ARLINGTON, TX -- Jason Garrett finally looked like a Dallas Cowboys fan who was sick and tired of ... well ... Jason Garrett. The coach best known for his maddeningly agreeable disposition, for clapping his way through victory and defeat with the same cadence and conviction, finally felt his fan base's pain.
He slammed his red challenge flag at the feet of side judge Scott Edwards and fired off some unsportsmanlike nouns and verbs. "Abusive language toward an official" was how referee Ron Torbert later described it. Edwards dramatically reached for his yellow flag and threw it high in a "take that" manner, deducting 15 yards from the 27-yard Amari Cooper catch that was erroneously ruled incomplete before being corrected on review.
Down three touchdowns to Aaron Rodgers and the Green Bay Packers late in the third quarter and angered by a highly questionable pass interference call that had gone against him, Garrett wasn't about to start clapping while telling Edwards, "Good job, good effort."
So something kind of funny happened on the way to a home blowout and renewed questions about Garrett's ability to lead the way, you know, football coaches are supposed to lead. On the very next play, facing a first-and-25 because of his coach's blowup, Dak Prescott completed a 26-yard pass to Ezekiel Elliott en route to a score that would cut what had been a 28-point deficit in half. The building erupted. The Cowboys were right back in the game with nearly 14 minutes to go.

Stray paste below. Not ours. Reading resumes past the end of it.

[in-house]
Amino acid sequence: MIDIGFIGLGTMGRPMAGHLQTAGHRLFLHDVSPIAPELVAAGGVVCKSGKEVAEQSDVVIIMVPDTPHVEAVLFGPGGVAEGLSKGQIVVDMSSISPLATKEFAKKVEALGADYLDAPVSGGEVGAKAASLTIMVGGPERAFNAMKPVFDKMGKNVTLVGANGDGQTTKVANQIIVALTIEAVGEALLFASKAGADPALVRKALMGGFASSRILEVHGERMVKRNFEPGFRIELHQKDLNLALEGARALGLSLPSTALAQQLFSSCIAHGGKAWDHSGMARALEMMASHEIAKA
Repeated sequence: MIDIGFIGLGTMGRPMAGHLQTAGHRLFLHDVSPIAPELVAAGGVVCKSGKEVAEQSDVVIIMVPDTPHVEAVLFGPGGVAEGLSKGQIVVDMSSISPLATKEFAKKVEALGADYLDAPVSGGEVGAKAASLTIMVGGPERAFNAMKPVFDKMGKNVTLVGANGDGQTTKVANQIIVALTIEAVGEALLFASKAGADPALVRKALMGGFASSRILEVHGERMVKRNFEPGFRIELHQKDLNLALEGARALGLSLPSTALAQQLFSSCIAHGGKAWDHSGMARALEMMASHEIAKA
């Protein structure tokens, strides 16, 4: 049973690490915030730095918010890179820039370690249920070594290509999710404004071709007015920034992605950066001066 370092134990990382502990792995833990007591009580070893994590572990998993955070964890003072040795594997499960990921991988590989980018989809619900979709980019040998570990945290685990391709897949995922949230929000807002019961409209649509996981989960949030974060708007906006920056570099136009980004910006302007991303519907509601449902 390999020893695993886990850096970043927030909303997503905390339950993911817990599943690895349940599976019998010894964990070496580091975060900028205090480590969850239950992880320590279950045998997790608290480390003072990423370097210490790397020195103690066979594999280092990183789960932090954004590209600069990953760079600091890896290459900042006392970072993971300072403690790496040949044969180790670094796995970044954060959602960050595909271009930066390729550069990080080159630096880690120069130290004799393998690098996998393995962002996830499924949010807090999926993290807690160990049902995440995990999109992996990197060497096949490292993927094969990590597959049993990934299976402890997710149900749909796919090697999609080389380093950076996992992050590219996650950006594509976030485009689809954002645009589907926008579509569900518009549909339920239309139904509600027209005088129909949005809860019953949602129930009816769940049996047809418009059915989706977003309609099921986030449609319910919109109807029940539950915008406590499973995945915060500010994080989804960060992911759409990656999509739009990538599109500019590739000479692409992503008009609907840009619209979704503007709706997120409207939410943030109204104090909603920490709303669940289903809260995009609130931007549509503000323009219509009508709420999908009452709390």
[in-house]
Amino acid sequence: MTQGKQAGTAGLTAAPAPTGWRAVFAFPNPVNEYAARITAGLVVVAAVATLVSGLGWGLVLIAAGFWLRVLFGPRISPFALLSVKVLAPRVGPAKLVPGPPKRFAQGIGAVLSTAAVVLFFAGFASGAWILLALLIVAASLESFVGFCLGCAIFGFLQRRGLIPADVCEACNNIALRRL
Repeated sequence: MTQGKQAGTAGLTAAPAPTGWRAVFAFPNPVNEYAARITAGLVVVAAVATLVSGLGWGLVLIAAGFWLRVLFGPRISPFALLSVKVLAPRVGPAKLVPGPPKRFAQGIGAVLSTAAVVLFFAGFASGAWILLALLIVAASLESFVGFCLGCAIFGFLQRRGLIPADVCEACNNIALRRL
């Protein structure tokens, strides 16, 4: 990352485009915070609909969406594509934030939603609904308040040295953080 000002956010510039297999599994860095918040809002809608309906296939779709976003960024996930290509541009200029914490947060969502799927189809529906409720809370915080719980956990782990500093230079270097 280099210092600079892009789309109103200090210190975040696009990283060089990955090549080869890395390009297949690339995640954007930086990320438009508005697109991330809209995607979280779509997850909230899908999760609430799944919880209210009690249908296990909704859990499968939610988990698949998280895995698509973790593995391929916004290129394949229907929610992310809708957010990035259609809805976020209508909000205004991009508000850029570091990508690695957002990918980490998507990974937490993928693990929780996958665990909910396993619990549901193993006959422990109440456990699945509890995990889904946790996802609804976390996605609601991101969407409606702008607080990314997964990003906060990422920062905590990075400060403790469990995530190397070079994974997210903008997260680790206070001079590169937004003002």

The players and the crowd had actually responded to Garrett.
"I didn't handle it well," the coach would later say. But the truth is, Garrett couldn't have handled the situation any better.
In the end, the Cowboys were never going to come all the way back from 31-3 down to Rodgers, who owns this team as much as Jerry Jones does. Whenever the Packers are in town, AT&T Stadium is converted from Jerry World into Mr. Rodgers' Neighborhood. Ol' No. 12 even nailed down his one and only Super Bowl title in this ballpark. And after Rodgers beat Dallas with perhaps the greatest postseason pass in NFL history three seasons ago, Garrett said of Green Bay's franchise player, "At the end of the day, they're going to talk about that guy as one of the top three quarterbacks who ever laced them up."
Which was vintage Garrett, of course. Always tipping his headset to someone in enemy colors. Always keeping things in perspective. Always appreciating his guys' effort.
Sunday night, Garrett finally punched back. It was refreshing to see. Prescott ultimately hit Cooper on a pretty throw for a prettier catch-and-run in the middle of the fourth quarter, and suddenly the Cowboys were down only 10. They lost their last shot at a miracle when their kicker, Brett Maher, missed a field goal attempt for the second time, and they walked off the field in possession of a dispiriting two-game losing streak.
But there was something in the endgame that resonated beyond the lame, Loserville cliché we didn't quit, or we showed a lot of fight.